Thus, the allowance of multiple year data makes it easier for companies, while also ensuring that India aligns with international standards in transfer pricing and its documentation.
- Base Erosion and Profit Shifting (BEPS):
BEPS Actions 8 to 10 are part of the OECD initiative to deal with concerns in international transfer pricing, especially the shifting of profits to jurisdictions with lower tax rates, or tax havens across the world. BEPS Action 8 deals with intangibles, which deals with intangible assets and the allocation of profits to these by MNEs. BEPS Action 9 deals with Risk and Capital, which deals with risk allocation in MNEs, including risk-free and risk-adjusted returns and the use of capital. BEPS Action 10 is Other High-Risk Transactions, which focuses on the transfer pricing aspects of cross-border commodity transactions. These Actions help prevent the erosion of tax bases and shifting of profits to avoid tax by MNEs, as the name suggests.
- Challenges and Issues in Transfer Pricing in India
Challenges arise from a combination of legal, economic and practical factorsand in some cases, due to ambiguity in the law. Transfer pricing in itself is a complex subject, where there are many transactions between various companies with different business models operating in different parts of the world. To deal with all these, while ensuring legal compliance with the laws of the country, results in some challenges for both tax authorities and tax payers. The following are some of the issues dealt with by companies in transfer pricing in India.
3.1. Comparability Analysis and Adjustment:
Companies have to undertake detailed comparability analyses of various transactions to find two comparable transactions that they can use for the purpose of transfer pricing. But this analysis undertaken, which helps ensure the pricing and the transaction is in line with the arm’s length principle, is very lengthy and expensive. To shorten this, companies instead undertake comparability adjustment. Here, companies aim to reduce the differences and effects that arise between different transactions. These differences may arise due to differences in jurisdictions, economic factors or any factors that may or may not be in the control of the companies, but a comparability adjustment helps mitigate them. According to the OECD, “to be comparable means that none of the differences (if any) between the situations being compared could materially affect the condition being examined… or that reasonably accurate adjustments can be made to eliminate the effect of any such differences”.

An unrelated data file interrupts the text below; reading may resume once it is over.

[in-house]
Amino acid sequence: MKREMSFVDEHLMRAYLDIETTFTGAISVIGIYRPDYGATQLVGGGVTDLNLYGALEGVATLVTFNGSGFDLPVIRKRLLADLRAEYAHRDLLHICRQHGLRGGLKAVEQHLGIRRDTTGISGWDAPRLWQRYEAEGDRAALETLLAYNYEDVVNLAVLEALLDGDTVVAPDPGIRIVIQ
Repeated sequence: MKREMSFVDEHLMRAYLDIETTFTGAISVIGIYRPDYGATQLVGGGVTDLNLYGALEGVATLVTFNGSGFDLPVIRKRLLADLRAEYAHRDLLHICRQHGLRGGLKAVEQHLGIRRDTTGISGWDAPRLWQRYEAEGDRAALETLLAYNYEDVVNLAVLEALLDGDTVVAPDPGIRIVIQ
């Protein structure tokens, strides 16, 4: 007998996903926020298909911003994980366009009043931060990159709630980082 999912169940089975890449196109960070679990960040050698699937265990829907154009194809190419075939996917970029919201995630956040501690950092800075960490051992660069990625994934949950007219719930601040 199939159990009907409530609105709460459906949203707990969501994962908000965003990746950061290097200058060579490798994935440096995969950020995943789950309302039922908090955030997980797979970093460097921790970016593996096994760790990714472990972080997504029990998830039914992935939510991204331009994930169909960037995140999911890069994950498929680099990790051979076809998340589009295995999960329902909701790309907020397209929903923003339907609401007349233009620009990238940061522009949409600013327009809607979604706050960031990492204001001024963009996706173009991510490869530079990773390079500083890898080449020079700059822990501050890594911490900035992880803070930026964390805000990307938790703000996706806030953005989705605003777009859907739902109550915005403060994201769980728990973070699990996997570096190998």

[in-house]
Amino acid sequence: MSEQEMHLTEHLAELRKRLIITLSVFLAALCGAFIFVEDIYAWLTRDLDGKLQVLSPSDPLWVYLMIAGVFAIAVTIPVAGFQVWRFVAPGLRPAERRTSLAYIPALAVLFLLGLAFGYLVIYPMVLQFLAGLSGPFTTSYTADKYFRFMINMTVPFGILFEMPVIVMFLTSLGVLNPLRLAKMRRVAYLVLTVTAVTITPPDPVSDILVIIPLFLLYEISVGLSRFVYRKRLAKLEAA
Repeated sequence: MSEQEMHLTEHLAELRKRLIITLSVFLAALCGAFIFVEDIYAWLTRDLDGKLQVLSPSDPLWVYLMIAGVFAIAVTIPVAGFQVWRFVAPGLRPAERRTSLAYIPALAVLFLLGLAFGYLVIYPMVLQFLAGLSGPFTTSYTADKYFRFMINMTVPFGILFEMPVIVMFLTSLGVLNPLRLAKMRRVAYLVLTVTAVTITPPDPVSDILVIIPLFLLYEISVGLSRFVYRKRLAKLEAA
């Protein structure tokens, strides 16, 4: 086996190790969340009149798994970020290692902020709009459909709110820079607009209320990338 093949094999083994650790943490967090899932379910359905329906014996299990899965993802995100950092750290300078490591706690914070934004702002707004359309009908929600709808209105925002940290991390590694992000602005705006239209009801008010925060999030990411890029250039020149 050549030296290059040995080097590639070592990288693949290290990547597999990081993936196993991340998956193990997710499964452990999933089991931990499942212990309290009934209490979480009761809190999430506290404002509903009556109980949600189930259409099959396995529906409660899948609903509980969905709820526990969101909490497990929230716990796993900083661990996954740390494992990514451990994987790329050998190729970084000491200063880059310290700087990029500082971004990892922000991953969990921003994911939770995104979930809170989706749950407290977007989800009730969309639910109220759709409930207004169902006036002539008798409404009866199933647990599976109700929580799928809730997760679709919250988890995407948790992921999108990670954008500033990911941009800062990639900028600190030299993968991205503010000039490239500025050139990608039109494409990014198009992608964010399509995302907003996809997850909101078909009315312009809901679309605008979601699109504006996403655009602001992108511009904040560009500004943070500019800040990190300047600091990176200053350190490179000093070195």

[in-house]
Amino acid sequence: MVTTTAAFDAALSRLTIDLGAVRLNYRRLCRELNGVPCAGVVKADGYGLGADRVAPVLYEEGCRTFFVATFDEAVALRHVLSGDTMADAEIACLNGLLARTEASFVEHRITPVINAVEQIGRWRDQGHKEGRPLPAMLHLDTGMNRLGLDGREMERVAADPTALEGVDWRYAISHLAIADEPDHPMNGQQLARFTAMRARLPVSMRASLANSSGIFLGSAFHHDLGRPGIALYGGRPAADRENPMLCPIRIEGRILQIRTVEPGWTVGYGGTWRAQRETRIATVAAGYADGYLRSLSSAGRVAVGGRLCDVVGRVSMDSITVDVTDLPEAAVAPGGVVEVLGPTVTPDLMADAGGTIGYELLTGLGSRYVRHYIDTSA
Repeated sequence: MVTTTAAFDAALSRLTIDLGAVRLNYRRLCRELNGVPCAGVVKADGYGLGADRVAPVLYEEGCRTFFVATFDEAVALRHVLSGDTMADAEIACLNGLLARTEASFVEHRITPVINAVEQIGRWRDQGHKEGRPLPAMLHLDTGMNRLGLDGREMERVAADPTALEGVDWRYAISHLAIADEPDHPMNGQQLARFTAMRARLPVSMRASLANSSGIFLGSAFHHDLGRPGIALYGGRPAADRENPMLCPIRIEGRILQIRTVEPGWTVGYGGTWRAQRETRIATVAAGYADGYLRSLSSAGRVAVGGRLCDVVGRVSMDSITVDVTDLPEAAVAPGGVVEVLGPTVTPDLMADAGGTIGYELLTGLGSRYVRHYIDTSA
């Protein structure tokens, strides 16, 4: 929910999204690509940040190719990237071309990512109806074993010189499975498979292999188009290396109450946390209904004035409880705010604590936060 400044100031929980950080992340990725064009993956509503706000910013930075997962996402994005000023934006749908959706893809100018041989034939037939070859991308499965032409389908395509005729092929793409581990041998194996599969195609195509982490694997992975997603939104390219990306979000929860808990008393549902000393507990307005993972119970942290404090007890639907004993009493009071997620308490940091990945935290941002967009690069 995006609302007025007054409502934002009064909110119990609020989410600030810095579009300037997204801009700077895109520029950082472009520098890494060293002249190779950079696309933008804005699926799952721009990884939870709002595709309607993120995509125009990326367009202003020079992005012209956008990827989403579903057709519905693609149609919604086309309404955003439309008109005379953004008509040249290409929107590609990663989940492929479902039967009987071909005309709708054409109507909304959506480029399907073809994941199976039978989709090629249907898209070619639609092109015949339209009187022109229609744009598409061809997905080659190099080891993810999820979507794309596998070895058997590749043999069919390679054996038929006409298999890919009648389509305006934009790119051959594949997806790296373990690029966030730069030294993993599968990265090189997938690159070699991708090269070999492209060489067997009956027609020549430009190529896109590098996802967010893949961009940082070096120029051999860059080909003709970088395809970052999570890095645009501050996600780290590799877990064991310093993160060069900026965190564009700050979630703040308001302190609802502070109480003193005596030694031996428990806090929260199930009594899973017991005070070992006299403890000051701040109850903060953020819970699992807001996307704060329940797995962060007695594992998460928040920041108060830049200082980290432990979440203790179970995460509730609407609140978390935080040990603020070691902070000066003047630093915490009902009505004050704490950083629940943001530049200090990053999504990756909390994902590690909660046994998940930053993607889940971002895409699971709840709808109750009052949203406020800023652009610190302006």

Adjustments must be made to ensure compatibility between comparables, so they must only be undertaken if they lead to more reliable and accurate results of the comparability analysis. These adjustments must also be made on a case to case basis and not in a generalized manner, and are not mandatory but are rather improvements made. The line between an acceptable number of adjustments which increase the reliability, and an excessive amount of adjustments which point out that the transaction is not sufficiently comparable is hard to determine – in fact, as hard as finding out the comparable transactions in the initial stage.
Adjustments between the assessee and the comparables are broadly of two types:
- Adjustments to eliminate differences in accounting or financial risks
- Adjustments to eliminate differences in strategic or market adjustments
But there are various drawbacks associated with comparability analysis, such as: